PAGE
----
Bear flag pattern – Forex explained
The bear flag pattern is a well-known price candlestick pattern used by technical traders within the financial markets to determine trends in the financial markets. Using them, they form the trading strategies according to the results from the bear flag pattern in the chart. Here we will explore:
- Definition of a bear flag chart pattern
- How to identify a bearish trend on forex charts
- Bear flag vs bull flag
What is a bear flag pattern?
A bear flag is a technical candlestick type of pattern providing an extension to an existing downward trend. The bear flag pattern is underlined from an initial accentuated directional move down, followed by a consolidation in an upwards direction. The accentuated move down is known as the ‘flag pole.’ The consolidation is referred to as the ‘flag’ itself.
How to identify a forex bear flag pattern
Identifying a bullish or bearish flag pattern in a chart can be a challenge as it involves a series of factors and indicators. These factors and indicators can serve as both a signal for the model and a confirmation for the model. Some of these metrics can be subjective, but many traders have used them successfully and have claimed that they worked. So, what are the factors to consider when identifying a bullish or bearish flag pattern in a chart?
Before you can reach the pattern flag, you must first have the pole. The pole is actually what holds the flag – and at the other end of the pole is the flag. The flagpole is made up of a strong series of price movements – rising prices for a bull market and falling prices for a bear market. In addition, the flagpole always follows the direction of the trend.
The flagpole is drawn by connecting a line from the recent bottom and top of the trend. Additionally, many traders consider the pole to be as important as the flag. This is mainly because it is a good factor indicating how long the trend will continue. In other words, many traders assume that the length of the continuation of the trend after the breakout will be as long as the length of the pole. This could be just a theory and has yet to be proven, but it is actually a good way to reduce risk, and it offers the trader a visible exit position.
The principal component of this pattern is the flag itself as it dictates when and where the breakout or continuation of the trend will occur. Unlike the flagpole, the flag is positioned inverted. So, if the pole follows a bullish market trend, the flag will move in a bearish direction. Once the conditions are right and a breakout has been made, the trend will continue towards a bull market.
In order to be able to plot the flag, a trend channel must be confirmed during the consolidation range. This trend channel involves an upper trend line created by drawing a line from the upper highs of the consolidation range. On the other hand, the lower trendline is created by drawing a line from the lower lows of the consolidation range.
A price break from the upper trendline would mean a continuation for a bull market. Meanwhile, a price break from the lower trendline would mean a continuation for a bear market.
The fluctuations in volume can also be a great confirmation of when a flag will take place. Once the pattern forms, a considerable volume should be noticed. At the end of the pole, and when the flag begins to form, the volume should start to decrease, and consolidation should be established. The reduced volume should be a good sign that says, “something is about to happen” or “or let’s get some rest.”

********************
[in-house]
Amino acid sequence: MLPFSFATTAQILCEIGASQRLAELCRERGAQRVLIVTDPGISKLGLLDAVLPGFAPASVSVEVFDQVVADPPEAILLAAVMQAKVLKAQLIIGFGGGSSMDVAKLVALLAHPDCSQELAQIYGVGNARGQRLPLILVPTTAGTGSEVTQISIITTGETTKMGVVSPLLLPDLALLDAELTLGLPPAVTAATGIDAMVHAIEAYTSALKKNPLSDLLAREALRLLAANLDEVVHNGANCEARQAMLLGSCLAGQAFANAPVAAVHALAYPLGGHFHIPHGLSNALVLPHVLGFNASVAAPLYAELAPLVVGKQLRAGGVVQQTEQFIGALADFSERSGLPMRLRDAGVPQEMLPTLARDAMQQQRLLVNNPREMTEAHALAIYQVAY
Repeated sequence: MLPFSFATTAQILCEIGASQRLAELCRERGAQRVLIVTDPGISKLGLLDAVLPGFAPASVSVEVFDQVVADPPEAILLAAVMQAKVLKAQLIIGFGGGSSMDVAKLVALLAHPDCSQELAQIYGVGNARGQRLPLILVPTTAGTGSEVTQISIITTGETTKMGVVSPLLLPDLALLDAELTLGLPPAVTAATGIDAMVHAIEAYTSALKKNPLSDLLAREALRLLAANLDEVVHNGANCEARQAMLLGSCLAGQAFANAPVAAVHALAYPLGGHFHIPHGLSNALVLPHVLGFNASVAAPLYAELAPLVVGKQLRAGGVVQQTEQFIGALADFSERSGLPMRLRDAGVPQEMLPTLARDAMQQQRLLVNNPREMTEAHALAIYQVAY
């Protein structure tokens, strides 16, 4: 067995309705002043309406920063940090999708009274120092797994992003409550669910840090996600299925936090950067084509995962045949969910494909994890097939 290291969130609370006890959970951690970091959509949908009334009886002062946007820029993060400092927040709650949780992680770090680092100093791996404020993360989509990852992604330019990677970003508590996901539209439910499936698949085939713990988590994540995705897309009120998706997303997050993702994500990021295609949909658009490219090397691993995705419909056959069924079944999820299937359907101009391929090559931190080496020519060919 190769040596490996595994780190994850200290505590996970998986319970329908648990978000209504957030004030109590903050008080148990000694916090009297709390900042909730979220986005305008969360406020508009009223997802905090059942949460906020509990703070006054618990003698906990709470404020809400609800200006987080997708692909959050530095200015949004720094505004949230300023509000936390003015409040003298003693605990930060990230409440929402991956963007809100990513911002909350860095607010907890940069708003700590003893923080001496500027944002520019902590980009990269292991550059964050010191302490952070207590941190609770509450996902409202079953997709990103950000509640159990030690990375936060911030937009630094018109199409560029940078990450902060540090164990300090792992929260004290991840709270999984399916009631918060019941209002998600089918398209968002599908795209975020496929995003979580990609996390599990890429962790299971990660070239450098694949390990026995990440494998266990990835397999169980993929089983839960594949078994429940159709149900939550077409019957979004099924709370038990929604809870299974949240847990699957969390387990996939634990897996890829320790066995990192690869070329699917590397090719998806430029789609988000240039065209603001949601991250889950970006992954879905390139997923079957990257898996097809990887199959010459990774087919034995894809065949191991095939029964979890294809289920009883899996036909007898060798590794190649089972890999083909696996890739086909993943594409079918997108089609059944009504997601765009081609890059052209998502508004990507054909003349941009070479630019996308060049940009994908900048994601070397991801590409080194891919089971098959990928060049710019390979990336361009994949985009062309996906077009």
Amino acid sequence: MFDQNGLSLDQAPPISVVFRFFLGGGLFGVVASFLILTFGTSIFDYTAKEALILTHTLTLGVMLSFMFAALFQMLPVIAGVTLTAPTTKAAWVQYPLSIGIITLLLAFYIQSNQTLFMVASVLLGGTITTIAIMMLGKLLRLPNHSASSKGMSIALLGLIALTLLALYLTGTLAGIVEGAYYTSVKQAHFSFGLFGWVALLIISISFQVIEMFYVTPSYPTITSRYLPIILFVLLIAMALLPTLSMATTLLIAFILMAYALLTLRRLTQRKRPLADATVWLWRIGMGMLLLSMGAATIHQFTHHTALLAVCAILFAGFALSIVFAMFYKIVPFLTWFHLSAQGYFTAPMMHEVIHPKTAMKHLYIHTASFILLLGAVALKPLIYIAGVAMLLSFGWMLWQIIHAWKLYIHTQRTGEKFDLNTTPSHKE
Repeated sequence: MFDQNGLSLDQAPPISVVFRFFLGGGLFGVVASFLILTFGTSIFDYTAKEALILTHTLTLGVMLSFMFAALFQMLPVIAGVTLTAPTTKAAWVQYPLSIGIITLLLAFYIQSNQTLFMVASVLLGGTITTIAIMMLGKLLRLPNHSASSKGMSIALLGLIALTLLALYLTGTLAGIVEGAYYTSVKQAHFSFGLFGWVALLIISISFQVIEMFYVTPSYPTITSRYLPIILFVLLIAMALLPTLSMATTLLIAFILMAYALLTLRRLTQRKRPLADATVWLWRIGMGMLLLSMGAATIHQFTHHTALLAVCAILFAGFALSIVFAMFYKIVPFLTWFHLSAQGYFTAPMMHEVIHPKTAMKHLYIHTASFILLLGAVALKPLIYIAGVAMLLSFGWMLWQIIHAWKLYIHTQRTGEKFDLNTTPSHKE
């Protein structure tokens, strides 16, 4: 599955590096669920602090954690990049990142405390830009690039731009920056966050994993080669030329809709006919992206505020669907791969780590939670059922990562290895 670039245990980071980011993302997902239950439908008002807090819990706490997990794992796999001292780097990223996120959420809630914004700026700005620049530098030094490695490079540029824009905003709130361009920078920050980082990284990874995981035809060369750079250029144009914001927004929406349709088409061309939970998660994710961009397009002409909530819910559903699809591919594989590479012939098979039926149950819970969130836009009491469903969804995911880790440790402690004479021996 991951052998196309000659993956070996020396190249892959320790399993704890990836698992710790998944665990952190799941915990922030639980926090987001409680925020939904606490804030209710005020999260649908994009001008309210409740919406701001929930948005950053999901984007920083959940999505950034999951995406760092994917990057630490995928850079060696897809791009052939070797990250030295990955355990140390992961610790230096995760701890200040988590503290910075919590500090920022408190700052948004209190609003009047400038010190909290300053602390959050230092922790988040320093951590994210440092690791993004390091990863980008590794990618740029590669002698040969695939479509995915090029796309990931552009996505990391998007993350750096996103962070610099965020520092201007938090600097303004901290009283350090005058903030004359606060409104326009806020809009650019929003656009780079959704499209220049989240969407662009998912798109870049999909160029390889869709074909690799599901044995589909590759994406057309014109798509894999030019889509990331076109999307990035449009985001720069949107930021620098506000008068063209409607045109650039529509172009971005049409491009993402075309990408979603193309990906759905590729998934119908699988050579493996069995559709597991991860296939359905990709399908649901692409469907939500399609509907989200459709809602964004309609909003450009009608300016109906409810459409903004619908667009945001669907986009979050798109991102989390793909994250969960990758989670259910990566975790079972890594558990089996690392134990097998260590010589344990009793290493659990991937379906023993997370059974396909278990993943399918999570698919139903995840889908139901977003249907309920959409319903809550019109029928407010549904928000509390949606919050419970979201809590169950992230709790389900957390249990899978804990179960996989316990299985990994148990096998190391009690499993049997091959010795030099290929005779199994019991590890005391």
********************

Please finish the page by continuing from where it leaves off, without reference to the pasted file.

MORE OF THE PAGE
Bear vs Bull flag pattern in a chart
The bear flag pattern works with a bear market. This is the opposite of the bullish flag pattern, and it is the continuation of a bear market. The bear flag consists of a pole that represents a steep drop in price. It’s followed by a short consolidation having a narrow price range, usually having higher lows. Much like the bullish flag, a successful breakout of the bearish flag pattern occurs as soon as the lower trendline is crossed. The pattern must cover at least a 12 day to 2-week time frame.
On the other hand, the bullish flag pattern is the continuation of a bull market and occurs right after a dramatic rise in price. It is among the most reliable models that signal a continuation of an uptrend.
A bull flag pattern is a momentary break in a bull market that begins with a sharp rise in price (which represents the pole) and a momentary drop in price, which represents the flag. Typically, successful bullish flag patterns erupt after day 12 through week 2. The breakout occurs when a decrease in volume is noticed and as soon as the upper trendline is crossed.
Both indicators are made of an upper and a lower trend line. The trend lines move in a parallel direction. They are formed by connecting higher highs and higher lows during consolidation.
Additionally, successful breakouts for either flag result in a price drop or increase equivalent to the flagpole length.
The bear flags are quite a powerful arsenal in the face of strong market trends. Being in a position to know how to spot these patterns on a chart allows you to execute smarter decisions during a trade. It also reduces risk and provides better assumptions and assessments for price targets, exit and entry points in a trade.
To take full advantage of these chart patterns, it’s also worth having a solid fundamental analysis of your specific market. Know your asset before you invest. By having a good fundamental analysis of your assets, you can have a better chance of spotting chart patterns. And by mastering how to spot a bullish or bearish flag on a chart, you will further improve your forecasts and assumptions in your trading.